Jonathan Mee Jonathan Mee - 5 days ago 6
C++ Question

How is nth_element Implemented?

There are a lot of claims on StackOverflow and elsewhere that

nth_element
is O(n) and that it is typically implemented with Introselect: http://en.cppreference.com/w/cpp/algorithm/nth_element

I want to know how this can be achieved. I looked at Wikipedia's explanation of Introselect and that just left me more confused. How can an algorithm switch between QSort and Median-of-Medians?

I found the Introsort paper here: http://citeseerx.ist.psu.edu/viewdoc/download?doi=10.1.1.14.5196&rep=rep1&type=pdf But that says:


In this paper, we concentrate on the sorting problem and return to the selection problem only briefly in a later section.


I've tried to read through the STL itself to understand how
nth_element
is implemented, but that gets hairy real fast.

Could someone show me pseudo-code for how Introselect is implemented? Or even better, actual C++ code other than the STL of course :)

Answer

You asked two questions, the titular one

How is nth_element Implemented?

Which you already answered:

There are a lot of claims on StackOverflow and elsewhere that nth_element is O(n) and that it is typically implemented with Introselect.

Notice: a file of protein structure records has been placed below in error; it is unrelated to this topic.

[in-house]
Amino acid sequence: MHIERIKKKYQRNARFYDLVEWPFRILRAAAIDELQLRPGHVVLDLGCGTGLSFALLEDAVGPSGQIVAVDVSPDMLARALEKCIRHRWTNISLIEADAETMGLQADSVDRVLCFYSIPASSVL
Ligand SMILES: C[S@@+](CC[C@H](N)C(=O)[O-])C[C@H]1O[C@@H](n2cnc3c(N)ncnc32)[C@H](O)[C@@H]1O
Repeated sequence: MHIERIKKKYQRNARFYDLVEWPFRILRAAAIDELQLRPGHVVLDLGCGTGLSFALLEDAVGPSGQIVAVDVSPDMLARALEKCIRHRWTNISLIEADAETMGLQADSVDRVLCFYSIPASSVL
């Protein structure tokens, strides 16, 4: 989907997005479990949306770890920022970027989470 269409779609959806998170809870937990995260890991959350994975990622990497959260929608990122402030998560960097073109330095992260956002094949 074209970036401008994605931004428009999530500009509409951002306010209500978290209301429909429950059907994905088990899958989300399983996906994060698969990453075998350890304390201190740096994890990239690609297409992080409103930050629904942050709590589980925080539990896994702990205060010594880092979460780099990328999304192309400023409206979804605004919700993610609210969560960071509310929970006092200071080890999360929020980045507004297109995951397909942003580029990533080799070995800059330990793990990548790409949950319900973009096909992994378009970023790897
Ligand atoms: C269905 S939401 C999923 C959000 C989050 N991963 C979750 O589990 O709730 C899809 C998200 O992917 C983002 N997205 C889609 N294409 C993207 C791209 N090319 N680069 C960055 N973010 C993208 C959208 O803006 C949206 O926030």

Which I also can confirm from looking at my stdlib implementation. (More on this later.)

And the one where you don't understand the answer:

How can an algorithm switch between QSort and Median-of-Medians?

Lets have a look at pseudo code that I extracted from my stdlib:

nth_element(first, nth, last)
{ 
  if (first == last || nth == last)
    return;

  introselect(first, nth, last, log2(last - first) * 2);
}

introselect(first, nth, last, depth_limit)
{
  while (last - first > 3)
  {
      if (depth_limit == 0)
      {
          // [NOTE by editor] This should be median-of-medians instead.
          // [NOTE by editor] See Azmisov's comment below
          heap_select(first, nth + 1, last);
          // Place the nth largest element in its final position.
          iter_swap(first, nth);
          return;
      }
      --depth_limit;
      cut = unguarded_partition_pivot(first, last);
      if (cut <= nth)
        first = cut;
      else
        last = cut;
  }
  insertion_sort(first, last);
}

Without getting into details about the referenced functions heap_select and unguarded_partition_pivot we can clearly see, that nth_element gives introselect 2 * log2(size) subdivision steps (twice as much as needed by quickselect in the best case) until heap_select kicks in and solves the problem for good.

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